Serbia to bid farewell to over $200 bln of real estate in Kosovo

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The FINANCIAL — BELGRADE, Serbia is set to lose real estate worth some $220 billion following Kosovo's unilateral declaration of independence on Sunday, the Tanjug news agency said on February 18.

 

The United States and most European countries have backed Kosovo's independence. Serbia and Russia remain deeply opposed to the move.

 

Spain, Greece, Slovakia, Bulgaria, Romania and Cyprus, which also have restive separatist regions, have pledged to refuse to recognize Kosovo.

 

The Belgrade-based Tanjug agency said the estimated value of private property belonging to the more than 30,000 Serbian families who fled Kosovo in 1999 was at least $4 billion.

 

Serbia is set to lose agricultural land, forests, administrative, industrial and residential buildings, as well as government-owned facilities along with Kosovo, the country's historic heartland. It will also lose military property, with the Slatina airport alone estimated at more than $100 million.

 

According to the World Bank, Kosovo's mineral resources are worth over $19 billion. Kosovo holds substantial reserves of brown coal, tin, zinc, nickel, cobalt, bauxites, silver, iron, gold, platinum and copper.

 

Serbia invested some $17 billion in Kosovo between 1960 and 1990.

 

The news of Kosovo's declaration was met with street riots in Belgrade. Gangs of youths protesting against the secession of Kosovo carried on running battles with riot police all night, with 47 people reported injured. Symbols of 'Americanism,' including two fast food restaurants, were also reported to have been attacked by protestors.

 

A hand grenade was thrown at a UN court building in the mainly Serb northern Kosovan town of Mitrovica on February 17 night as Albanians celebrated independence in the south of the town.

 

Independence for mostly Muslim Kosovo was proposed in a plan by former Finnish president Martti Ahtisaari. The plan was never adopted by the UN Security Council. Serbia had offered Kosovo wide autonomy, but the province insisted on full independence.

 

The failure of Ahtisaari's plan led supporters of independence for Kosovo to speak of a deadlock in the UN Security Council format. They then urged the transfer of the issue to the jurisdiction of the EU and NATO.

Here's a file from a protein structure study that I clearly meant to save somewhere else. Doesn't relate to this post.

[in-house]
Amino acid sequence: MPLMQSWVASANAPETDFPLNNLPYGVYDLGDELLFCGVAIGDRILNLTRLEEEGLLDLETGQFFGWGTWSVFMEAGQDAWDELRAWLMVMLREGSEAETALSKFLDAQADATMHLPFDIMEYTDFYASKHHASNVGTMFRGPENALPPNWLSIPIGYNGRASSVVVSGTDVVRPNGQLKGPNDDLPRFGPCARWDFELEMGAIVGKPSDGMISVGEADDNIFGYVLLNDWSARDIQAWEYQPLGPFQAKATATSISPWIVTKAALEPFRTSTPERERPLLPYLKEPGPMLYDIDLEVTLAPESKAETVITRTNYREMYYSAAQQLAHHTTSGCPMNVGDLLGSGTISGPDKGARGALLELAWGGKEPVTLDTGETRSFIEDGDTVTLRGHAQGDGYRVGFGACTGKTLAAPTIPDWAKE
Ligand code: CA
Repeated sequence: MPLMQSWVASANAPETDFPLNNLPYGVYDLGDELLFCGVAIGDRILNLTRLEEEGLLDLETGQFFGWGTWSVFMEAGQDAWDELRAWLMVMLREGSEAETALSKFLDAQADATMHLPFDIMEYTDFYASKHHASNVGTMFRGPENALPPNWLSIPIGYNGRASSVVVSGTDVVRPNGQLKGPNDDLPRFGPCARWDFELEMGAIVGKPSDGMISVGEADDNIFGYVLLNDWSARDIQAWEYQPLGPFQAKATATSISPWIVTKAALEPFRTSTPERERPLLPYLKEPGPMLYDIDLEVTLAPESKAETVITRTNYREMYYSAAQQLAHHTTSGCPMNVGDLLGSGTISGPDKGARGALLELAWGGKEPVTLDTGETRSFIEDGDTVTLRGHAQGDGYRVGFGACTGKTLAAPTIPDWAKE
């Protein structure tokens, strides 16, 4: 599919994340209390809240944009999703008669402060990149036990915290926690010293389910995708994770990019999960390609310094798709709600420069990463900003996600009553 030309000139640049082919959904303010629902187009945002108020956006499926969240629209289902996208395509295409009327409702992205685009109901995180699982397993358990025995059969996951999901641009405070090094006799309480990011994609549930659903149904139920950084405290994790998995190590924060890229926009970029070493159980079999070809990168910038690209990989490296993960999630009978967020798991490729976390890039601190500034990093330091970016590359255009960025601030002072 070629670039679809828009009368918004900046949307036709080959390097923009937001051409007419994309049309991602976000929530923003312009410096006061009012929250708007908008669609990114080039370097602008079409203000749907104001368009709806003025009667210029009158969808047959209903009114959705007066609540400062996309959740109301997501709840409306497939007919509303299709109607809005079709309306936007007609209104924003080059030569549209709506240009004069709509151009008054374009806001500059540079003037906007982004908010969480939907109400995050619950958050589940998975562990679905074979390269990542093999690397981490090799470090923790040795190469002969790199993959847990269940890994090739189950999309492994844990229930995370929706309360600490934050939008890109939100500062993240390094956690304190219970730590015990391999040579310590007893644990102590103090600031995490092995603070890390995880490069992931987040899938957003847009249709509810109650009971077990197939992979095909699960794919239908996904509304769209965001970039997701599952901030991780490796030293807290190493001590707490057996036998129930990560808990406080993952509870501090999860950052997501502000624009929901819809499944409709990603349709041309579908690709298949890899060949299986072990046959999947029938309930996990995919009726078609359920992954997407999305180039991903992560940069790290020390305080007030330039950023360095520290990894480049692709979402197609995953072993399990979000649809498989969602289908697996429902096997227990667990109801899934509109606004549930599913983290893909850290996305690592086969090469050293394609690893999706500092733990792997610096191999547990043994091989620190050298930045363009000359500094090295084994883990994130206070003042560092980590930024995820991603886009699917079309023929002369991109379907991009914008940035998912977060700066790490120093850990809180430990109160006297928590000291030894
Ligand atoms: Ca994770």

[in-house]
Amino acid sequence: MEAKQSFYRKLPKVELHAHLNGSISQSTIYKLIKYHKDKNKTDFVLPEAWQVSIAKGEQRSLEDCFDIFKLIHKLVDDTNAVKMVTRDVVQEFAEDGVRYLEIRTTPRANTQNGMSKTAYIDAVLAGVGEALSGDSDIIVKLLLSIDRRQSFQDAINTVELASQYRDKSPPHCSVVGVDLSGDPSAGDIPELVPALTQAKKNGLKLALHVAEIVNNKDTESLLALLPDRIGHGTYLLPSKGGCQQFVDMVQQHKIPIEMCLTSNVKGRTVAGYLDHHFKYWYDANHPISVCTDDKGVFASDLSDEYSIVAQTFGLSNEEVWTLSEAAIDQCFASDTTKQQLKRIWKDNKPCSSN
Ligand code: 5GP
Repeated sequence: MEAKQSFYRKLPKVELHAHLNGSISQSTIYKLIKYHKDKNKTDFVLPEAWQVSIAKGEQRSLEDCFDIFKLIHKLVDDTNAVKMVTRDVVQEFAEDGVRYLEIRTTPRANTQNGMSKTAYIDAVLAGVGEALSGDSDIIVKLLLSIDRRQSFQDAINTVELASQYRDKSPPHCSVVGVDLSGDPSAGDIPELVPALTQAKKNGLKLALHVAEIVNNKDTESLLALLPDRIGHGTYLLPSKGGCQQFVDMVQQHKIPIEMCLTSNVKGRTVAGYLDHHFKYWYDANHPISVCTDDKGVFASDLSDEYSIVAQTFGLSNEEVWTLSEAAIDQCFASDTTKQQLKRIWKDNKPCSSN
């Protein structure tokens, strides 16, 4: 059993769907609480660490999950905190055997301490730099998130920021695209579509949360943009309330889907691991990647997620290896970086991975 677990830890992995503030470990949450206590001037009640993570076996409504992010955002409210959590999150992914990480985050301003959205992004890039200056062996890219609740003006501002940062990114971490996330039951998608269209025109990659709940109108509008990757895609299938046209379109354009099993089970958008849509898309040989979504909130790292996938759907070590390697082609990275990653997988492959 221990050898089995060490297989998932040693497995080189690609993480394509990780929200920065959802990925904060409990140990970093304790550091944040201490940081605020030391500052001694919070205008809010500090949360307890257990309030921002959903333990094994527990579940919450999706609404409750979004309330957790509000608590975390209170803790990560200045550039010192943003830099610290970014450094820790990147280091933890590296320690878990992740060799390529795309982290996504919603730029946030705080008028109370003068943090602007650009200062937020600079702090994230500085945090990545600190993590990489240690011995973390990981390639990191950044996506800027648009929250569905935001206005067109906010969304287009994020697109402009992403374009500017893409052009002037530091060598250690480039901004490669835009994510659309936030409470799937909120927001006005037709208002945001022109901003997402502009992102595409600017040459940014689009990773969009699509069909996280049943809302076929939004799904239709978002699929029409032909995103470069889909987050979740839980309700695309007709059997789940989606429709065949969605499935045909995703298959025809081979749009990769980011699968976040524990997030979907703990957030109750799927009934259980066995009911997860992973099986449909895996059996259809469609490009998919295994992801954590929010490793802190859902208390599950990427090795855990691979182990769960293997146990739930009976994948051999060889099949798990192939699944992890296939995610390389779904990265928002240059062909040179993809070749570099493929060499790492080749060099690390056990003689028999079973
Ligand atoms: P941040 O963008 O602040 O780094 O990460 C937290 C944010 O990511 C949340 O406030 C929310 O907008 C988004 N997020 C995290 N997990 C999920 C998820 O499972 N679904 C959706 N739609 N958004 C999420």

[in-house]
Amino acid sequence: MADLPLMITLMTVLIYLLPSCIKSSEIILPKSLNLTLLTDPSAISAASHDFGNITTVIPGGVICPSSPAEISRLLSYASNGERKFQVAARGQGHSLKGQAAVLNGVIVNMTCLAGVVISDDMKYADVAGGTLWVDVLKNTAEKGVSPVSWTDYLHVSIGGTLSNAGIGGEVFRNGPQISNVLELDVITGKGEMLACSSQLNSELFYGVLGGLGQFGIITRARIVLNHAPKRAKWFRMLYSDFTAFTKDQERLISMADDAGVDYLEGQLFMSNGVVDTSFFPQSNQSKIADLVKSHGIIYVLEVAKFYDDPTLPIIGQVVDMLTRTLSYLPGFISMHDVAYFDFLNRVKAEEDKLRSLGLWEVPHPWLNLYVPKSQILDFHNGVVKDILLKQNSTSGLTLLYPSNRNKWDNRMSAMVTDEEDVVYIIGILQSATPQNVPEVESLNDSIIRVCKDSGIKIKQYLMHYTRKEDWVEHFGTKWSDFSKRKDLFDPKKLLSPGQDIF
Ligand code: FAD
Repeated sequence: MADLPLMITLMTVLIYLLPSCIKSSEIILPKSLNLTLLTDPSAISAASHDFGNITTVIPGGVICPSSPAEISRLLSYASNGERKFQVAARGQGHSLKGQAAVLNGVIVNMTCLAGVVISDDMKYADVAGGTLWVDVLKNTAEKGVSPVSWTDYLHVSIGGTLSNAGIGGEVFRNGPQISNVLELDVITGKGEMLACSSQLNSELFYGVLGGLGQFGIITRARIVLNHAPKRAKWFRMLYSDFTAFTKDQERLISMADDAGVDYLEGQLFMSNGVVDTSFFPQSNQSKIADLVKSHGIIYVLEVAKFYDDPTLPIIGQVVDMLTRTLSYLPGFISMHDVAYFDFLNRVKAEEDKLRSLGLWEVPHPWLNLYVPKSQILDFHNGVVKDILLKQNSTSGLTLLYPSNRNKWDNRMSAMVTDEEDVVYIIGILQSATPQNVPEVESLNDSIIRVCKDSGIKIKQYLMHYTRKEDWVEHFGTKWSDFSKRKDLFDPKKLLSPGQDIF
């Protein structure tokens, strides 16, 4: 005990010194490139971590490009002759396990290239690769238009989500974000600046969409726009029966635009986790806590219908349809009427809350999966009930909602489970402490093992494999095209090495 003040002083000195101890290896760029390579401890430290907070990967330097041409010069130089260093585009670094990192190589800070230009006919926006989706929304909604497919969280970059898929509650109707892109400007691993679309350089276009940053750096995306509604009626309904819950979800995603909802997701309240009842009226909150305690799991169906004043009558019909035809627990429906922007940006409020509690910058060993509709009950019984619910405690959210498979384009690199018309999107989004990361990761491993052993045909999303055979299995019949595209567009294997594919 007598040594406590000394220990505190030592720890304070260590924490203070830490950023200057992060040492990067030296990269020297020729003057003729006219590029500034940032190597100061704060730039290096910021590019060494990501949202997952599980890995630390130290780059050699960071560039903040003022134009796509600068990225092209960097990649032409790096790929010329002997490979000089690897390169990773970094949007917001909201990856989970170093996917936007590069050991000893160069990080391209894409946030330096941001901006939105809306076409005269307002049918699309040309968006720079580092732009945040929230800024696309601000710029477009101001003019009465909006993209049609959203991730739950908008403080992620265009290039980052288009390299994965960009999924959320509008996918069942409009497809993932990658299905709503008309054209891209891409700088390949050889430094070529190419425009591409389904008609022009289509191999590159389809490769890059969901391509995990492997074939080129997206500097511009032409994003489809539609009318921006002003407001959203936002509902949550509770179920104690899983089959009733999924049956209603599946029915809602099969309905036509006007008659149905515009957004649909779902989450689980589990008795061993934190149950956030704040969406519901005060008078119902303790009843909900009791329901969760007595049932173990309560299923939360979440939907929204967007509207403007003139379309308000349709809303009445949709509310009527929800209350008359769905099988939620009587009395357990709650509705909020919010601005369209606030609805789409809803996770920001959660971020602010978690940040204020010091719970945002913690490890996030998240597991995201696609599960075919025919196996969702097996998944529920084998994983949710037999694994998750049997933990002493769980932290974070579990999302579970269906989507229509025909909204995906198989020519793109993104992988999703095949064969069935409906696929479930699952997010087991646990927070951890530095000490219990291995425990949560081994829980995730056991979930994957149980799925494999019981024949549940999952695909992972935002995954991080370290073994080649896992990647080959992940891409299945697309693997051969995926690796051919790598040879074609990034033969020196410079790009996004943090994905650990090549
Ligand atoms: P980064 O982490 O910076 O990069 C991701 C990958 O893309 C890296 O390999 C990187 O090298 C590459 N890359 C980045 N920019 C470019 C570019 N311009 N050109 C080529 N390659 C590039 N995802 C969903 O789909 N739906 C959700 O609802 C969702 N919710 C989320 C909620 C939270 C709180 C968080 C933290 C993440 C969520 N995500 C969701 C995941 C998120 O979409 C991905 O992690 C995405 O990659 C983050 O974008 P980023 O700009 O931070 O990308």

Moscow insisted on a solution based on a compromise between Belgrade and Pristina, saying that independence would serve as a precedent and have a domino effect for separatist regions worldwide. The U.S. and many European states said that Kosovo was a "unique" case.

 

The Serbian government has called for a massive demonstration against what it calls the establishment of the "false state" of Kosovo. The Serbian Interior Ministry filed criminal charges against Kosovan Prime Minister Hasim Taci, President Fatmir Sejdiu and parliamentary speaker Jakup Krasnici, alleging a "grave criminal act" against the Constitution and security of Serbia.

 

Serbia's long-time ally Russia called on the UN and NATO to annul the declaration of independence.

 

Russia's position is that independence for the region, where the Serb minority accounts for less than 10% of the population, would be a violation of international law and Security Council Resolution 1244, adopted in 1999 after NATO bombings ended a war between Kosovo Albanians and Serb forces. The resolution established Serbia's territorial integrity.

 

Both houses of Russia's parliament are to publish on February 18 a joint statement on Kosovo's declaration of independence. The speaker of the upper house said the document would attempt to draw attention to the possible negative consequences of the move.

 

The EU gave its final approval on February 16 for sending a police, justice and civilian mission to Kosovo to replace the current UN mission.

 

 

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